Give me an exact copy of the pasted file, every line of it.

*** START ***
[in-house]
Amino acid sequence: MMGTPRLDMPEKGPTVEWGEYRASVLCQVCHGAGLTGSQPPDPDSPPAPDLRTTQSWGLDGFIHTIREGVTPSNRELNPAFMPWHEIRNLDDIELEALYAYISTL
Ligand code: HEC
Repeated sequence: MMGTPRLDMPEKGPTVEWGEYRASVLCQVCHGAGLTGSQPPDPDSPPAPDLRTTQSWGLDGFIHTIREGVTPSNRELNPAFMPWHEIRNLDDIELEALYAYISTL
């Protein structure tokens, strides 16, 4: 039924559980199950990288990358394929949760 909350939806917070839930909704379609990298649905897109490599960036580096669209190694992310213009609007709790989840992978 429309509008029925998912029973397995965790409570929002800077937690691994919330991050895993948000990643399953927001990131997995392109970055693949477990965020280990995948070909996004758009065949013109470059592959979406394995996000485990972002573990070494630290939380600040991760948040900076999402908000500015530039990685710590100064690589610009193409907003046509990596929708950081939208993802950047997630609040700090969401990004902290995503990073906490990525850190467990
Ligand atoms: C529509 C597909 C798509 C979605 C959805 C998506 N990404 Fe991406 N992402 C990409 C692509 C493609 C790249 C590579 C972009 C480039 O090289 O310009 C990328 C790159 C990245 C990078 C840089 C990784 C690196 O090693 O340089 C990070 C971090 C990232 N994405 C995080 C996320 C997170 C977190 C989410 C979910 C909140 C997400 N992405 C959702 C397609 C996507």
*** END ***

[in-house]
Amino acid sequence: MMGTPRLDMPEKGPTVEWGEYRASVLCQVCHGAGLTGSQPPDPDSPPAPDLRTTQSWGLDGFIHTIREGVTPSNRELNPAFMPWHEIRNLDDIELEALYAYISTL
Ligand code: HEC
Repeated sequence: MMGTPRLDMPEKGPTVEWGEYRASVLCQVCHGAGLTGSQPPDPDSPPAPDLRTTQSWGLDGFIHTIREGVTPSNRELNPAFMPWHEIRNLDDIELEALYAYISTL
């Protein structure tokens, strides 16, 4: 039924559980199950990288990358394929949760 909350939806917070839930909704379609990298649905897109490599960036580096669209190694992310213009609007709790989840992978 429309509008029925998912029973397995965790409570929002800077937690691994919330991050895993948000990643399953927001990131997995392109970055693949477990965020280990995948070909996004758009065949013109470059592959979406394995996000485990972002573990070494630290939380600040991760948040900076999402908000500015530039990685710590100064690589610009193409907003046509990596929708950081939208993802950047997630609040700090969401990004902290995503990073906490990525850190467990
Ligand atoms: C529509 C597909 C798509 C979605 C959805 C998506 N990404 Fe991406 N992402 C990409 C692509 C493609 C790249 C590579 C972009 C480039 O090289 O310009 C990328 C790159 C990245 C990078 C840089 C990784 C690196 O090693 O340089 C990070 C971090 C990232 N994405 C995080 C996320 C997170 C977190 C989410 C979910 C909140 C997400 N992405 C959702 C397609 C996507």